(Original post by 75321824)
Is this right?:
HIV enters through bodily fluids
Viral glycoproteins attach themselves to CD4 receptors on the membrane of T-helper cells
HIV enters the cell by endocytosis
It releases reverse transcriptase and RNA
The reverse transcriptase copies single stranded RNA into double stranded DNA
The host cell thinks this is its own DNA and makes copies of the HIV DNA in its nucleus
Pls correct anything which is wrong. Thank you
It looks correct. It's a very brief outline but looks correct to me.
Gp120 (a glycoprotein) on the surface of HIV binds to CD4 on the surface of CD4+
T cells and macrophages. Secondly, gp120 binds to CCR5 or CXCR4, a coreceptor also expressed by macrophages and CD4+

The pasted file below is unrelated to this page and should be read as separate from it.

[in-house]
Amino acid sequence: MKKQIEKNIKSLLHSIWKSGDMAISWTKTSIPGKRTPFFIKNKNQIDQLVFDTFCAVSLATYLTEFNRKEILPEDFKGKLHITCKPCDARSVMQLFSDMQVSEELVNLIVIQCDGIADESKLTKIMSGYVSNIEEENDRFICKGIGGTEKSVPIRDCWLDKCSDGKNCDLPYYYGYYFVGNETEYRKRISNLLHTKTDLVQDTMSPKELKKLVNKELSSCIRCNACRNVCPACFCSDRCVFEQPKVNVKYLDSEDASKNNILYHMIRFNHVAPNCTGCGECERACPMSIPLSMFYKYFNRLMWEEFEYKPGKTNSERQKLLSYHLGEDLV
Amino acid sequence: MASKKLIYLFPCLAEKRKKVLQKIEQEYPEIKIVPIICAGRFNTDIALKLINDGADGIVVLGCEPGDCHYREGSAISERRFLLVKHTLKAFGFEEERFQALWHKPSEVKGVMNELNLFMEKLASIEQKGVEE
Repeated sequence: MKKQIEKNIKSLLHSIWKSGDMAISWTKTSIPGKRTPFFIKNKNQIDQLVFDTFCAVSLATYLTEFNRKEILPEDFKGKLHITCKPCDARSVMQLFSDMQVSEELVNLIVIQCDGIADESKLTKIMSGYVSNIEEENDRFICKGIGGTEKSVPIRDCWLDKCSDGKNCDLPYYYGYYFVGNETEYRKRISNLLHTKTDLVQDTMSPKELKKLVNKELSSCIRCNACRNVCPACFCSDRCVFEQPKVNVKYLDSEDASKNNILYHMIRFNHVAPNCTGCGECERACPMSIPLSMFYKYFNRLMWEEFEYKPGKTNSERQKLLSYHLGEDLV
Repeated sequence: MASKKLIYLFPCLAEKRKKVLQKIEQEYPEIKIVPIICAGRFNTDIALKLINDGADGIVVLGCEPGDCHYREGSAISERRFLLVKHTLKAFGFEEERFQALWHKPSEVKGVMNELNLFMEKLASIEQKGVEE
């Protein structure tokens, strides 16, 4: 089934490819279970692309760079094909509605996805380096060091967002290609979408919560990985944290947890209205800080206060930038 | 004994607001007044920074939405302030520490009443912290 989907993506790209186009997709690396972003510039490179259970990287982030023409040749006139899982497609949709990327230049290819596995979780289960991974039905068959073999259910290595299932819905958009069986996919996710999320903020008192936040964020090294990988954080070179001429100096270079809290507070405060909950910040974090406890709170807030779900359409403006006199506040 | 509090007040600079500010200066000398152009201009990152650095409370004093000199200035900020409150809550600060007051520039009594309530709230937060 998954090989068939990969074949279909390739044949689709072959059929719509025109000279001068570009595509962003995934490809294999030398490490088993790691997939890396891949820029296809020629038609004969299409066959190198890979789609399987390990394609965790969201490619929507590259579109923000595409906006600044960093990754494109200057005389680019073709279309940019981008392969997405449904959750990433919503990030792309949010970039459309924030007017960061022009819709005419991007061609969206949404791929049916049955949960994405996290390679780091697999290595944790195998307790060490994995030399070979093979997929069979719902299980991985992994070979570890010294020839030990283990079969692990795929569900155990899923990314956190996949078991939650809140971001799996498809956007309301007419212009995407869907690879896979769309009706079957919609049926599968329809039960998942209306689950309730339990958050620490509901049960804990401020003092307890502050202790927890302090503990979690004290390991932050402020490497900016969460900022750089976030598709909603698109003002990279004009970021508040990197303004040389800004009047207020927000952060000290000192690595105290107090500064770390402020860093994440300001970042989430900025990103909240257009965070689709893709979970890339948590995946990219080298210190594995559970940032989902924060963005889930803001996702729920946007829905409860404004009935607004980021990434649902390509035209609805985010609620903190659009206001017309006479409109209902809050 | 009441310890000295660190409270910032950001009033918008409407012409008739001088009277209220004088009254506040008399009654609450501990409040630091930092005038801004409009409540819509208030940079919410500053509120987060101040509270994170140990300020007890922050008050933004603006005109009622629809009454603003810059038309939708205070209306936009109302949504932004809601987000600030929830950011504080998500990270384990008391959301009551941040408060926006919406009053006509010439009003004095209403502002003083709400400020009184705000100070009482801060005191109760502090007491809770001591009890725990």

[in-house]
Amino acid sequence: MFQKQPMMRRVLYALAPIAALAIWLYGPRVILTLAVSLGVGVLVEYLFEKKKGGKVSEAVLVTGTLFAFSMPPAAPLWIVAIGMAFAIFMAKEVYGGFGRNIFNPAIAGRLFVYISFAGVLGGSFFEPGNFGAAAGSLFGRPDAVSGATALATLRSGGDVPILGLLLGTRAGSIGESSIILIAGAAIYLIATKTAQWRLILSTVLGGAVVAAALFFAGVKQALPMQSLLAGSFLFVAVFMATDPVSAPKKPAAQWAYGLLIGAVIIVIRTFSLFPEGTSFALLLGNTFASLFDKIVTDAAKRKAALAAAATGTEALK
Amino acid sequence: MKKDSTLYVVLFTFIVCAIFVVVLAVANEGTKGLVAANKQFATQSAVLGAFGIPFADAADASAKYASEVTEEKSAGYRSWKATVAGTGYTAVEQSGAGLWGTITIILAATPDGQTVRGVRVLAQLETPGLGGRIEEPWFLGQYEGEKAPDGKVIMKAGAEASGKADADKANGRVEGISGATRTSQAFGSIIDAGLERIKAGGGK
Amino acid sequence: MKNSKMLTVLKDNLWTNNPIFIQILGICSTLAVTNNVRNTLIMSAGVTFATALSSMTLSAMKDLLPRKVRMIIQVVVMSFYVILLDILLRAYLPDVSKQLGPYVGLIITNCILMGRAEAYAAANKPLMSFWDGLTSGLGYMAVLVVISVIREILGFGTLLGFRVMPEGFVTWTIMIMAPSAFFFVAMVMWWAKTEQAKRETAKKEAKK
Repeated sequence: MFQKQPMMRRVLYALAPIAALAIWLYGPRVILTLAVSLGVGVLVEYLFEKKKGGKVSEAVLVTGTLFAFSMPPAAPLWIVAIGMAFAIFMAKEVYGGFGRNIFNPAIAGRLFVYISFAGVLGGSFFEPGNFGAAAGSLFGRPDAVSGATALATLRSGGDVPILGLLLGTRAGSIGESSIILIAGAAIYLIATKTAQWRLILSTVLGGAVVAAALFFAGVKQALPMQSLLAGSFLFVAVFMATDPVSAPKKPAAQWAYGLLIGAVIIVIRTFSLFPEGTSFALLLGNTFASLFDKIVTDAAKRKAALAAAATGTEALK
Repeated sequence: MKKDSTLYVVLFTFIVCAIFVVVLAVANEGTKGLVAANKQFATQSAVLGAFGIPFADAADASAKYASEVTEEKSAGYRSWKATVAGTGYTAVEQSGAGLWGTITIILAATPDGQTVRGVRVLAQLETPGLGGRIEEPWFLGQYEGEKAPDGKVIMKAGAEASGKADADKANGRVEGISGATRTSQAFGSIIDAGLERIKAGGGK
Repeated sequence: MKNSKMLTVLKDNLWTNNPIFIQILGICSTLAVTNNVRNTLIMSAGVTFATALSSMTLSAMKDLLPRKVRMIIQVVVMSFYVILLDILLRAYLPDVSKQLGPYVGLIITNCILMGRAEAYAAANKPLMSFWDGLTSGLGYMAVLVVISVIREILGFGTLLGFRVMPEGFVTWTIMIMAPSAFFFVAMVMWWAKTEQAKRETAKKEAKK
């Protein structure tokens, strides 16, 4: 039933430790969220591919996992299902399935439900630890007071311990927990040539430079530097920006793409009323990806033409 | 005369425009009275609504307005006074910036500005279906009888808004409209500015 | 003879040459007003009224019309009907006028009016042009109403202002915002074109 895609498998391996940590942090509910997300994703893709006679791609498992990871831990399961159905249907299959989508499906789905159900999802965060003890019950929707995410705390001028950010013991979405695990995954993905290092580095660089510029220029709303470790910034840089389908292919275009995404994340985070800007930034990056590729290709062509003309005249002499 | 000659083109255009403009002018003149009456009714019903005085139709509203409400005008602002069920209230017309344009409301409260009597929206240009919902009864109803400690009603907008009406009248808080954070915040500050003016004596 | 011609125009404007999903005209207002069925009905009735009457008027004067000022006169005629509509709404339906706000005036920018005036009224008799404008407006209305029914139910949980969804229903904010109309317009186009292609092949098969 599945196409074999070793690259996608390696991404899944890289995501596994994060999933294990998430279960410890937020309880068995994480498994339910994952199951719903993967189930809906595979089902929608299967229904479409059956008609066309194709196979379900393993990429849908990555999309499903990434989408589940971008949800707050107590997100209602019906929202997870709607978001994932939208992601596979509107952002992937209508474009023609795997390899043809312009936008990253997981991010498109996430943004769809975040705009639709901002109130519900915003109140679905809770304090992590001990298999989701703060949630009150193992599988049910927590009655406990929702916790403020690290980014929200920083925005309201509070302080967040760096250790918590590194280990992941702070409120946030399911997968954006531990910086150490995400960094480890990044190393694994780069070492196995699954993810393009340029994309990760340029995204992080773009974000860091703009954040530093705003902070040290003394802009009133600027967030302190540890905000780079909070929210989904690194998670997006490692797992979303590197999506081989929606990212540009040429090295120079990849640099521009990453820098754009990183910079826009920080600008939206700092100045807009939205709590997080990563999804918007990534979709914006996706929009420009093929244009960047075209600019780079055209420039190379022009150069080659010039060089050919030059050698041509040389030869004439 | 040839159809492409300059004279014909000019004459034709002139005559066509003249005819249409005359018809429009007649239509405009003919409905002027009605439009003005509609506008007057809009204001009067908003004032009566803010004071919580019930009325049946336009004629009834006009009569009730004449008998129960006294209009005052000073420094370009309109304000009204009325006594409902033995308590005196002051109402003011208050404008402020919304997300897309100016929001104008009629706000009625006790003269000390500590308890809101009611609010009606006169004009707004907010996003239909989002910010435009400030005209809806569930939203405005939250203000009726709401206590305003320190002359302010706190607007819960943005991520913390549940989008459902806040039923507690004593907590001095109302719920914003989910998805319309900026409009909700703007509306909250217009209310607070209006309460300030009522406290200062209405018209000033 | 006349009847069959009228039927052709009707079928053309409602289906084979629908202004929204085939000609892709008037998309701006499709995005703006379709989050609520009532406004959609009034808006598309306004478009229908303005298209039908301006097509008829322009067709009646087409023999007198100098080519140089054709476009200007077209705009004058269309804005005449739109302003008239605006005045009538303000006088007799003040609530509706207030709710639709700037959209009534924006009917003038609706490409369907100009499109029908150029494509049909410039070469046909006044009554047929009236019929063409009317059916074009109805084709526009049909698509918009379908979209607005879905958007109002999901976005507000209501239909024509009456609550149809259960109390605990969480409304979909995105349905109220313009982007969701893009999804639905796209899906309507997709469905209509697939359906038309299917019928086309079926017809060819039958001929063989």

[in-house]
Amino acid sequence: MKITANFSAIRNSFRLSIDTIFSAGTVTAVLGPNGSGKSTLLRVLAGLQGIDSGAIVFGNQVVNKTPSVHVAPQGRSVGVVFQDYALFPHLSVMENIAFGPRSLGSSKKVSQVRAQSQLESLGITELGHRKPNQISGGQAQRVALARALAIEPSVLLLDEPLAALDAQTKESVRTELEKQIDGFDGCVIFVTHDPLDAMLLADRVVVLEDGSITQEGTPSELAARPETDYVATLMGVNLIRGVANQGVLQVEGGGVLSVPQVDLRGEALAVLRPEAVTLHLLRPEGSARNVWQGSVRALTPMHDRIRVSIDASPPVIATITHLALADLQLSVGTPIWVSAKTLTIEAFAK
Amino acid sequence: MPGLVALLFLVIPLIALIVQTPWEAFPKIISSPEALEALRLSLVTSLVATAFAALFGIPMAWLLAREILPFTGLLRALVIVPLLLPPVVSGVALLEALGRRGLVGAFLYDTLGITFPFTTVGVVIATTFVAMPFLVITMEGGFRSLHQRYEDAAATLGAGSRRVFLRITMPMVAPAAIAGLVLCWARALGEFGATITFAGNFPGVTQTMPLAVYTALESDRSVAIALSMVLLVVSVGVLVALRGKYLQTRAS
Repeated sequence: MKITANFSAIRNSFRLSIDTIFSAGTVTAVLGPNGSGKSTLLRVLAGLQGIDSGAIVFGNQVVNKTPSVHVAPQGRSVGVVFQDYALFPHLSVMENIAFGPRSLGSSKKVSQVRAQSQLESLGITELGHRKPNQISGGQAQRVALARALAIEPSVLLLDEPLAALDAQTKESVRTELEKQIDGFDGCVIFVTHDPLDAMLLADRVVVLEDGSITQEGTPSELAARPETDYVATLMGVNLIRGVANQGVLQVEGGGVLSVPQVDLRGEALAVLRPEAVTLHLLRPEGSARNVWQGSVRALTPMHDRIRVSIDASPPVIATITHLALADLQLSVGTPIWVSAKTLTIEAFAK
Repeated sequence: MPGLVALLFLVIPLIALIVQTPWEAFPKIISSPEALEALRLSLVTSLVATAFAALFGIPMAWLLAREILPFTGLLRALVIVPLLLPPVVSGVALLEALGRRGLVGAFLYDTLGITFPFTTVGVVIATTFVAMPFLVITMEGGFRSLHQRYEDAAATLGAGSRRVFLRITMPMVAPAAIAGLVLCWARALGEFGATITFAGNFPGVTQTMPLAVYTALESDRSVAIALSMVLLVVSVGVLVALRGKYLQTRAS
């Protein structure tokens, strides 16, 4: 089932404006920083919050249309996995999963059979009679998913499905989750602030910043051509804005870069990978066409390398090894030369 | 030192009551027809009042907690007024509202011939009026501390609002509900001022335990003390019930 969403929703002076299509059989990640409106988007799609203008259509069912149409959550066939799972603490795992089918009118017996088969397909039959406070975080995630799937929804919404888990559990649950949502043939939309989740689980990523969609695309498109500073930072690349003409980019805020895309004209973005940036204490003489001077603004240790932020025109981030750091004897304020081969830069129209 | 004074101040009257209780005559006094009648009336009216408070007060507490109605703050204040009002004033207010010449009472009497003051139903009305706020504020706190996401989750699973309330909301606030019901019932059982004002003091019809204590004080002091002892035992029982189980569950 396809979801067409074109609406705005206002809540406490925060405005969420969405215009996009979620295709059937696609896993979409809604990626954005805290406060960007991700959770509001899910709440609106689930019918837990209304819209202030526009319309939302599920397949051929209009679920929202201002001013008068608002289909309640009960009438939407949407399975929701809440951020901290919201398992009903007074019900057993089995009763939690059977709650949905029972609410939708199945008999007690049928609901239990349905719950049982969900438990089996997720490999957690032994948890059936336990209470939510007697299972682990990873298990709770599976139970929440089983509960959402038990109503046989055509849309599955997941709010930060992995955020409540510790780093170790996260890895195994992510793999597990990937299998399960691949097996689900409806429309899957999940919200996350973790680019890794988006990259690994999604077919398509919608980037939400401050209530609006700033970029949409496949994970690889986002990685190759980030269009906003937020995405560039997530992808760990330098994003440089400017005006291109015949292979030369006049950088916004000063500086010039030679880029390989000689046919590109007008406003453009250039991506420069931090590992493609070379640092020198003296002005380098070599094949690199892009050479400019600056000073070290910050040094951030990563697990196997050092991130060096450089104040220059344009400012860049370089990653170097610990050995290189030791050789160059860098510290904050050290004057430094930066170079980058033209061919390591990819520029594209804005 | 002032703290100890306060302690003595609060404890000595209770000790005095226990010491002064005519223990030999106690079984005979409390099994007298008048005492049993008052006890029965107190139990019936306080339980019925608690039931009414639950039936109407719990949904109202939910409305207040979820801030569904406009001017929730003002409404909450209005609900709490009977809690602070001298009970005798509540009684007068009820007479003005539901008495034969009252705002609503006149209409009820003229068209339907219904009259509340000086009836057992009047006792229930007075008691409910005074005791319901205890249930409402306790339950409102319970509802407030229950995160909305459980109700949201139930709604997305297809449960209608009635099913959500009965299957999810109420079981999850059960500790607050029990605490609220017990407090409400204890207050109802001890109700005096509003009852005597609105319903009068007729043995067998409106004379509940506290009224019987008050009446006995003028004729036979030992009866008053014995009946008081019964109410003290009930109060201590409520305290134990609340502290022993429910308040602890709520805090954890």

T cells - this causes the lipid envelope to fuse with the plasma membrane, allowing HIV to enter the host cell via endocytosis. Once inside the host cell, HIV releases HIV-1 protease, DNA integrase, reverse transcriptase as well as the viral RNA into the cytoplasm. Reverse transcriptase creates double-stranded DNA from the RNA (this is very error prone, which is why HIV has a very high mutation rate). The dsDNA then enters the nucleus and is integrated into the host genome using DNA integrase. The host cell now transcribes the provirus as if it were self, and produces viral RNA. Some of this acts as mRNA, and is translated into viral proteins (such as reverse transcriptase, integrase, gp120, HIV-1 protease, as well as the capsid) while some will become the viral RNA within new virions. The viral RNA and proteins then move to the plasma membrane where they bud from the cell, taking some of the plasma membrane with it forming the lipid envelope containing gp120. However, the budded virion is still immature and non-infectious. HIV-1 protease must first break down a large polyprotein into the capsid and matrix proteins. After this, the budded virion is mature and can infect other cells.